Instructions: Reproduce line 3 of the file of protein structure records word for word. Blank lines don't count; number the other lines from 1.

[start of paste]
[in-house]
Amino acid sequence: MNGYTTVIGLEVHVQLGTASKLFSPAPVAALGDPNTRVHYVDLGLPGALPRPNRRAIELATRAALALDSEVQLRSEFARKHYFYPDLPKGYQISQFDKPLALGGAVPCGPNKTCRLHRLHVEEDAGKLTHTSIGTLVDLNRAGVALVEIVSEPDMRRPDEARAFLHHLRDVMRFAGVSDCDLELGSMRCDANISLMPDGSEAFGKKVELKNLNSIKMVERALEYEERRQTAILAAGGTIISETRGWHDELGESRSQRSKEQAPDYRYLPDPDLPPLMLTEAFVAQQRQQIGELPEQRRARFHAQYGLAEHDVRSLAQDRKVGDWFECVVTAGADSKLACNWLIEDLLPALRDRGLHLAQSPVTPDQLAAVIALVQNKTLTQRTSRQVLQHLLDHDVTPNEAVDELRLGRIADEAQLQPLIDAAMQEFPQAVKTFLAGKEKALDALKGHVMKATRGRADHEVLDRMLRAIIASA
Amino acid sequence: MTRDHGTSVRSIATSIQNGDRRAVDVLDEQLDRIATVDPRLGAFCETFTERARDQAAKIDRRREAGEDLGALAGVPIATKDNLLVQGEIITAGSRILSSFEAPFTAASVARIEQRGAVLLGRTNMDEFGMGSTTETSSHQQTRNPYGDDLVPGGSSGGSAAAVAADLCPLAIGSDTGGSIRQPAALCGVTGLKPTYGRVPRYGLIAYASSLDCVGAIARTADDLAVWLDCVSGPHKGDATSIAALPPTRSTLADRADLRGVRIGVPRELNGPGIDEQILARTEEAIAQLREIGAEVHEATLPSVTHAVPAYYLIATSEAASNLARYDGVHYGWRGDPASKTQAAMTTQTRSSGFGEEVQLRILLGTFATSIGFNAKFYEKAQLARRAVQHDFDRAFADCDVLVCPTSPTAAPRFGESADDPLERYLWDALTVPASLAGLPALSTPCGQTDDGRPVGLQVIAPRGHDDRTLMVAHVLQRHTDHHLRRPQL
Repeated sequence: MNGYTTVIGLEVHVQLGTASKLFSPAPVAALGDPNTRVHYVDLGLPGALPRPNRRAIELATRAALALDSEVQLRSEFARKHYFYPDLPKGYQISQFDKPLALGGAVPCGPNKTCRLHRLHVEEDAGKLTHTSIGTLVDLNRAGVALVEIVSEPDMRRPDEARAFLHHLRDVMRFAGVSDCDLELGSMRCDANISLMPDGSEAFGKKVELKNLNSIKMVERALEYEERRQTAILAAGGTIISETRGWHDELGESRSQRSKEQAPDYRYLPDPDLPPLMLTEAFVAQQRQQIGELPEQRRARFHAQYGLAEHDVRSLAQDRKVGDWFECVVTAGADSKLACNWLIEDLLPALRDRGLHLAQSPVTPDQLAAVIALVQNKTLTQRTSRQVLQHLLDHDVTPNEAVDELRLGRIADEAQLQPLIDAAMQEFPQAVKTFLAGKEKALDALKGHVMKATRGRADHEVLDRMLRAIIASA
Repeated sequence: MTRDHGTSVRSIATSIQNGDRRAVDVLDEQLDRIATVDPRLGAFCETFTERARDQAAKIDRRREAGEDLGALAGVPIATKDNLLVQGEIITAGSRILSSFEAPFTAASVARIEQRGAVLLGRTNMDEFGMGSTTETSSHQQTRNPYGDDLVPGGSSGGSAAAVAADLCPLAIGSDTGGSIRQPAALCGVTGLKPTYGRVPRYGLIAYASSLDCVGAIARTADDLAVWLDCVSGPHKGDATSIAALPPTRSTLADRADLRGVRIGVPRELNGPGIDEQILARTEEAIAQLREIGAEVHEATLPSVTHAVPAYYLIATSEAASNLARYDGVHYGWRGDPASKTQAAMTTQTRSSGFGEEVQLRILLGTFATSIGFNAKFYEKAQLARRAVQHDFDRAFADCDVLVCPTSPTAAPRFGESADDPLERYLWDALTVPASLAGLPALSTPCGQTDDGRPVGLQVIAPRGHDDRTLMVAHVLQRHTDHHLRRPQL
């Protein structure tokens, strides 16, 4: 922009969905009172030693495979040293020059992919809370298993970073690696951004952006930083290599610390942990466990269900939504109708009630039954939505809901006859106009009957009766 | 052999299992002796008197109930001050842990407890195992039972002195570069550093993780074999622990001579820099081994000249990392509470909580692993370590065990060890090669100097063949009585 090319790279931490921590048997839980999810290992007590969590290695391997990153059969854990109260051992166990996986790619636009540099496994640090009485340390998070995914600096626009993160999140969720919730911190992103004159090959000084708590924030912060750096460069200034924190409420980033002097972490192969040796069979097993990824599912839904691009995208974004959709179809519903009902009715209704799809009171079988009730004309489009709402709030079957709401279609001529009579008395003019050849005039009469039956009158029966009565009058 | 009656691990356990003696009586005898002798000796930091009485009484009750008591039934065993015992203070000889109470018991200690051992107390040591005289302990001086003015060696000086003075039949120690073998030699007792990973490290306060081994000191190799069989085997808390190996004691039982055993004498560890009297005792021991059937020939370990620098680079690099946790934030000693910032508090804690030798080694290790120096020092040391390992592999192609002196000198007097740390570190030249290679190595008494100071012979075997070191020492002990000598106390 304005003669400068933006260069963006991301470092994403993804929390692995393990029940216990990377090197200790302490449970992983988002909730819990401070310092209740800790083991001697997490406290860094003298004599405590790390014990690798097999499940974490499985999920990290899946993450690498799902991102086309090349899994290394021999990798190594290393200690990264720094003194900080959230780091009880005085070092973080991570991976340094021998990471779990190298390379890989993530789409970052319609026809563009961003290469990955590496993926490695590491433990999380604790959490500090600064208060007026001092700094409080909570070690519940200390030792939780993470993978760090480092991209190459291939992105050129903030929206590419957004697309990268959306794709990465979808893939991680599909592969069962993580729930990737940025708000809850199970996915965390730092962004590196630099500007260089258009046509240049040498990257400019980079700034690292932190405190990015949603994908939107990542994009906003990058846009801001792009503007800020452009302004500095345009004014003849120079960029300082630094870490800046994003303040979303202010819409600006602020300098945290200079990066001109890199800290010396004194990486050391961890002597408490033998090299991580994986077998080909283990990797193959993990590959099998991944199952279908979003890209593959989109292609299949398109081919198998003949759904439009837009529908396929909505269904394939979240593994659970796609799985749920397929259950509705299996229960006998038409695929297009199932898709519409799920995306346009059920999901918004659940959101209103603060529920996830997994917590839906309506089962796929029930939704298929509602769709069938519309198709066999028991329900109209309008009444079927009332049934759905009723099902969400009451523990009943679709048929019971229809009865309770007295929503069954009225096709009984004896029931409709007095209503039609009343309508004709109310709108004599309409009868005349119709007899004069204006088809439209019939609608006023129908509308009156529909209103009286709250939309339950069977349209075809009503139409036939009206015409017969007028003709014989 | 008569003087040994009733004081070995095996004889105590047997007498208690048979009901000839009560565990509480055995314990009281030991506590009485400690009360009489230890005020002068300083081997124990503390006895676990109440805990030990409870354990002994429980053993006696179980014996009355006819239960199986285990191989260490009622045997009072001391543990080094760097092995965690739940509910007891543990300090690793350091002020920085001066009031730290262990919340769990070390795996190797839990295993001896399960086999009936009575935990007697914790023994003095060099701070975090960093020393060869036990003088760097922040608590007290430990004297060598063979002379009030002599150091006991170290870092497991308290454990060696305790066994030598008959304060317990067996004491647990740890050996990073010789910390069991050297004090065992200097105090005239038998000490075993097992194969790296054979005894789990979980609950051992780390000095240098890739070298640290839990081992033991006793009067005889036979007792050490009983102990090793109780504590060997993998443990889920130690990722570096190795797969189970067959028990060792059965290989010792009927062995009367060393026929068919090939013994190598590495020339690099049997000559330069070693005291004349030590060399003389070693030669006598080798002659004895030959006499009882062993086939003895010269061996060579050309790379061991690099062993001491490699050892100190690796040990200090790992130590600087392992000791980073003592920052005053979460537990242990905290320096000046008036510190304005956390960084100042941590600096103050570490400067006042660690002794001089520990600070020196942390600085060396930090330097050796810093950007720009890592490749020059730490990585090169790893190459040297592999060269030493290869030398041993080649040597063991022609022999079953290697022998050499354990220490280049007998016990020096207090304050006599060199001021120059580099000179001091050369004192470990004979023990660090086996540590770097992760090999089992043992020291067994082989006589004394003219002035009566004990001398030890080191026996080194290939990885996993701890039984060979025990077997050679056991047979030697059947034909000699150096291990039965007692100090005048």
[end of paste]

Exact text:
Amino acid sequence: MTRDHGTSVRSIATSIQNGDRRAVDVLDEQLDRIATVDPRLGAFCETFTERARDQAAKIDRRREAGEDLGALAGVPIATKDNLLVQGEIITAGSRILSSFEAPFTAASVARIEQRGAVLLGRTNMDEFGMGSTTETSSHQQTRNPYGDDLVPGGSSGGSAAAVAADLCPLAIGSDTGGSIRQPAALCGVTGLKPTYGRVPRYGLIAYASSLDCVGAIARTADDLAVWLDCVSGPHKGDATSIAALPPTRSTLADRADLRGVRIGVPRELNGPGIDEQILARTEEAIAQLREIGAEVHEATLPSVTHAVPAYYLIATSEAASNLARYDGVHYGWRGDPASKTQAAMTTQTRSSGFGEEVQLRILLGTFATSIGFNAKFYEKAQLARRAVQHDFDRAFADCDVLVCPTSPTAAPRFGESADDPLERYLWDALTVPASLAGLPALSTPCGQTDDGRPVGLQVIAPRGHDDRTLMVAHVLQRHTDHHLRRPQL